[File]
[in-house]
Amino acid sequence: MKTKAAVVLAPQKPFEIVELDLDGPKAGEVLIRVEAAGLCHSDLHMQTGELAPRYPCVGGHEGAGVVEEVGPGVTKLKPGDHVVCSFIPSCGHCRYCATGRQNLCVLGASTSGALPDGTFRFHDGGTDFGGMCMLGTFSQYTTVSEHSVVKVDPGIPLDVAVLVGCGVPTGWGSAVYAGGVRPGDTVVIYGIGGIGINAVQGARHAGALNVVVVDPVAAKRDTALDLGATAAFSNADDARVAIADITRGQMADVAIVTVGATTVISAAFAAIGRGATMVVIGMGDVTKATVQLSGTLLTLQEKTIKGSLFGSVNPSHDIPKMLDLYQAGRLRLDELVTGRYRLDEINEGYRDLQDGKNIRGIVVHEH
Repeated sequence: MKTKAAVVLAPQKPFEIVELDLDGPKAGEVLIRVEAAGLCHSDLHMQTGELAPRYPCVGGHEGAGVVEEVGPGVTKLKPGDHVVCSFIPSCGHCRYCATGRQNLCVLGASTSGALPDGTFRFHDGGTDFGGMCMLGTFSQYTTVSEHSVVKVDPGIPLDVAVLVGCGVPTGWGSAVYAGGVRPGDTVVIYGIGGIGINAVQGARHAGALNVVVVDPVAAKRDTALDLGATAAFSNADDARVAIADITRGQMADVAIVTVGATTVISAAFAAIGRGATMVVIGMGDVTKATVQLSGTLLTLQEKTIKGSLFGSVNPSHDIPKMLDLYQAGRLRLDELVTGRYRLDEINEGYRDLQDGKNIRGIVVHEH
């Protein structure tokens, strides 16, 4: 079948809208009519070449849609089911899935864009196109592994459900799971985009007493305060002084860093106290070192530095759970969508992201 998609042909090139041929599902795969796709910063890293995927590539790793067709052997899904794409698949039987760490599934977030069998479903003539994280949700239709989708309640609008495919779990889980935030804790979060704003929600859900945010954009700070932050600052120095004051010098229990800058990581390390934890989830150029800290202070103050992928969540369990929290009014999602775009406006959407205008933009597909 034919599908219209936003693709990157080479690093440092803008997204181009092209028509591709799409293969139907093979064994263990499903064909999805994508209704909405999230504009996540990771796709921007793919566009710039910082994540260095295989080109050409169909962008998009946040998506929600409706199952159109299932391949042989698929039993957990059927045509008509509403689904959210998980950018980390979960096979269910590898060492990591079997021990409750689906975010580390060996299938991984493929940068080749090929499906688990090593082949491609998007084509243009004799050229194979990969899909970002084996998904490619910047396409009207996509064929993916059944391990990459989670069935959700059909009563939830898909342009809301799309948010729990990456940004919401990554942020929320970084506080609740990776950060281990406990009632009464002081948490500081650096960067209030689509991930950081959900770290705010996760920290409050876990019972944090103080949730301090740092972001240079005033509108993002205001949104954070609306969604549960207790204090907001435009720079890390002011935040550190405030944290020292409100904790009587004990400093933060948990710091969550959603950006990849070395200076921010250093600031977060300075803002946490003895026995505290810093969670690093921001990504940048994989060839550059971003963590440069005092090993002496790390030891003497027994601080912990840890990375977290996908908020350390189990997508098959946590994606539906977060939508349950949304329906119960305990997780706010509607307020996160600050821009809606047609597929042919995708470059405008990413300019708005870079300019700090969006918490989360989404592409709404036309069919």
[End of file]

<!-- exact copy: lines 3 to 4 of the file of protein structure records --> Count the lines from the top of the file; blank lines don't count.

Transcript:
Repeated sequence: MKTKAAVVLAPQKPFEIVELDLDGPKAGEVLIRVEAAGLCHSDLHMQTGELAPRYPCVGGHEGAGVVEEVGPGVTKLKPGDHVVCSFIPSCGHCRYCATGRQNLCVLGASTSGALPDGTFRFHDGGTDFGGMCMLGTFSQYTTVSEHSVVKVDPGIPLDVAVLVGCGVPTGWGSAVYAGGVRPGDTVVIYGIGGIGINAVQGARHAGALNVVVVDPVAAKRDTALDLGATAAFSNADDARVAIADITRGQMADVAIVTVGATTVISAAFAAIGRGATMVVIGMGDVTKATVQLSGTLLTLQEKTIKGSLFGSVNPSHDIPKMLDLYQAGRLRLDELVTGRYRLDEINEGYRDLQDGKNIRGIVVHEH
């Protein structure tokens, strides 16, 4: 079948809208009519070449849609089911899935864009196109592994459900799971985009007493305060002084860093106290070192530095759970969508992201 998609042909090139041929599902795969796709910063890293995927590539790793067709052997899904794409698949039987760490599934977030069998479903003539994280949700239709989708309640609008495919779990889980935030804790979060704003929600859900945010954009700070932050600052120095004051010098229990800058990581390390934890989830150029800290202070103050992928969540369990929290009014999602775009406006959407205008933009597909 034919599908219209936003693709990157080479690093440092803008997204181009092209028509591709799409293969139907093979064994263990499903064909999805994508209704909405999230504009996540990771796709921007793919566009710039910082994540260095295989080109050409169909962008998009946040998506929600409706199952159109299932391949042989698929039993957990059927045509008509509403689904959210998980950018980390979960096979269910590898060492990591079997021990409750689906975010580390060996299938991984493929940068080749090929499906688990090593082949491609998007084509243009004799050229194979990969899909970002084996998904490619910047396409009207996509064929993916059944391990990459989670069935959700059909009563939830898909342009809301799309948010729990990456940004919401990554942020929320970084506080609740990776950060281990406990009632009464002081948490500081650096960067209030689509991930950081959900770290705010996760920290409050876990019972944090103080949730301090740092972001240079005033509108993002205001949104954070609306969604549960207790204090907001435009720079890390002011935040550190405030944290020292409100904790009587004990400093933060948990710091969550959603950006990849070395200076921010250093600031977060300075803002946490003895026995505290810093969670690093921001990504940048994989060839550059971003963590440069005092090993002496790390030891003497027994601080912990840890990375977290996908908020350390189990997508098959946590994606539906977060939508349950949304329906119960305990997780706010509607307020996160600050821009809606047609597929042919995708470059405008990413300019708005870079300019700090969006918490989360989404592409709404036309069919």